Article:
Are you faster than a quantum computer?

By playing this game you are providing us with data on how the human mind solves highly complex problems with only intuition. We hope to create new and intuitive ways to solve the same problems as state of the art quantum computers. Is the human mind more efficient? This current demo version of the game is not supported on mobile devices.

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  • Ipsum
  • Dolor

Example: make all the nodes
as blue as possible

We want to find the best solution to our spin glass problem. To begin try clicking on the most red nodes (which are bad, as indicated by the slider in the bottom left of the screen). In the first level, for example, try clicking on the top left node. The colour represents the "frustration" of each node. A highly frustrated (red) node corresponds to one that would reduce the total energy of the system if it is flipped.

Hint: If you get stuck just cick the nodes which are most red!

Example: hover over a node to more
clearly see its connections

A yellow connection (or edge) is satisfied when its connecting nodes are the same. That is they are both circles, or they are both squares. A red connection prefers opposite nodes. In our example we can't satisfy all the edges perfectly, but instead we find a "good" solution. This corresponds to finding the minimum energy amongst a highly complex energy landscape.

Hint: Rotate the camera by using the right mouse button!

Example: level complete!

Our first example was easy! Each edge contributes a score. We get +5 points for happy edges and -5 points for unhappy edges. Although not every node is perfectly happy, we have found a solution which gives a good score overall.

Hint: you won't be able to satisfy every connection perfectly!

Click on a node to flip
its spin and gain points

When you click on a node it will change into a square or a circle. This corresponds to flipping the spin of a particle. The nodes will become more or less frustrated depending on the colour of all its connections and connected nodes. This is indicated by the colour of the node.

Hint: Change the colour plotting function by moving the "Col" slider!

Watch your score increase
as you progress through the levels

The side panel shows your level score, as well as your total score. Each flip of a node takes one point, so use them wisely. Once you complete a level (when the score turns green) you will get bonus points!

Hint: Stuck? Try randomising the nodes to give yourself a fresh start!

Customise your game
to help you play

This is a demo so feel free to play around with the scale, dimensions and whether or not you can see all the connections. There is also a randomise button to shuffle the nodes. But it will cost you points!

Hint: Press 2D/3D to transform the network between dimensions!

Time left to play

Netty, in its current form, will only be available for 1 month until the 1st August. After this time all the data will be analysed and the results will be published in August.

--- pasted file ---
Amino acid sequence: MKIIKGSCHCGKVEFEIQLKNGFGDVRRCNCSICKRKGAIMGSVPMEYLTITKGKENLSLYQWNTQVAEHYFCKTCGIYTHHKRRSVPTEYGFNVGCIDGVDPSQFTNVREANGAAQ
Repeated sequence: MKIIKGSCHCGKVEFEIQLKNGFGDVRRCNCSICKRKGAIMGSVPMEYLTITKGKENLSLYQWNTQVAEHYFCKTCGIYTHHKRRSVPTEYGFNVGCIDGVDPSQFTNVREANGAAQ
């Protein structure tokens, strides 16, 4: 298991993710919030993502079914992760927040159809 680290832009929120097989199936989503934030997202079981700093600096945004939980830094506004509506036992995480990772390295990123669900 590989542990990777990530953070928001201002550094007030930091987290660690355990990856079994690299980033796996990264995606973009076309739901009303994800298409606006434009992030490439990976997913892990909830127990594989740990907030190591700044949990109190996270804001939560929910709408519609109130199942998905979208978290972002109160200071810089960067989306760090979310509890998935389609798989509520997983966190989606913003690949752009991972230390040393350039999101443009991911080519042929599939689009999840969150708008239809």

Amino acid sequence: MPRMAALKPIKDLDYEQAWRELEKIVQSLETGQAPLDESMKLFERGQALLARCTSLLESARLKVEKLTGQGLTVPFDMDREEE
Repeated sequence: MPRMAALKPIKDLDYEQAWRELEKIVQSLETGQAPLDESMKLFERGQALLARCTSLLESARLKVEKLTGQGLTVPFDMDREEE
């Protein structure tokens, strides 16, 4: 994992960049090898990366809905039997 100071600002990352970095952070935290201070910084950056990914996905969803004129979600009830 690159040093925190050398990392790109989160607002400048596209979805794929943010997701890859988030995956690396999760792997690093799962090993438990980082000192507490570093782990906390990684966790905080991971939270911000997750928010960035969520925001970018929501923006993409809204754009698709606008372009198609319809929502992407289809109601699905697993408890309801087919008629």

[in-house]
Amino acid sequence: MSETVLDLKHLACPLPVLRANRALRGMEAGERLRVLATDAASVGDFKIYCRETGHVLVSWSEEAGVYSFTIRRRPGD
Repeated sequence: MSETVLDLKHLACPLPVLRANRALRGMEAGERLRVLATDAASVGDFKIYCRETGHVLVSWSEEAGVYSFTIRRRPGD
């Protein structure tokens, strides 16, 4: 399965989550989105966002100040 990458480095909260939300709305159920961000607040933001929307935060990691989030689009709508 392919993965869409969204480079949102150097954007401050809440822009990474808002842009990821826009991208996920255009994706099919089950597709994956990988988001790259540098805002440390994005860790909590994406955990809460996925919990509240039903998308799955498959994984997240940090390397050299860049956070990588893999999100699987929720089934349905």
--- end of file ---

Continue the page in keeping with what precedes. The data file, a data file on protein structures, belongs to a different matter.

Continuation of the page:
Completed Levels

The grid represents each of the 22 levels of Netty and how many times each one has been completed. For a good, quantitative, data analysis we require many plays! The dark tiles represent levels that have not been solved at all. Can you help to fill all the tiles to green?


Learn More About This Project

This is a demo project by scientists at the University of Aarhus.
The research into this very early demo of the game is being conducted by
Cameron Calcluth, with the support of Professor Jacob Sherson and Dr. Robert Heck.

  • Physics

    By playing this game, you are essentially minimising the energy of a collection of interacting spins. For example, the spin up and spin down of an electron in a collection of atoms. This is called a spin glass problem and this specific example is the Sherrington-Kirkpatrick model.

  • Computer Science

    This is a problem belonging to the class of NP-Hard problems. For a network of 70 spins (level 14), we have more possible ways of configuring the spins than there are stars in the observable universe! Can human intuition help shape the way computers solve these problems?

  • Quantum Computing

    This problem is very similar to the one solved by the DWave quantum computing hardware. In fact, it is even harder! The DWave machine has many less connections between each node. To solve one of these problems on the DWave requires even more nodes.

  • The Human Brain

    Is the human brain (that includes yours) capable of solving these advanced problems better than state of the art algorithms, physicists and quantum comptuers? By playing Netty you can help answer this question.

Join the conversation

There will soon be a leaderboard, but for now, discuss your strategies with the community over at Reddit.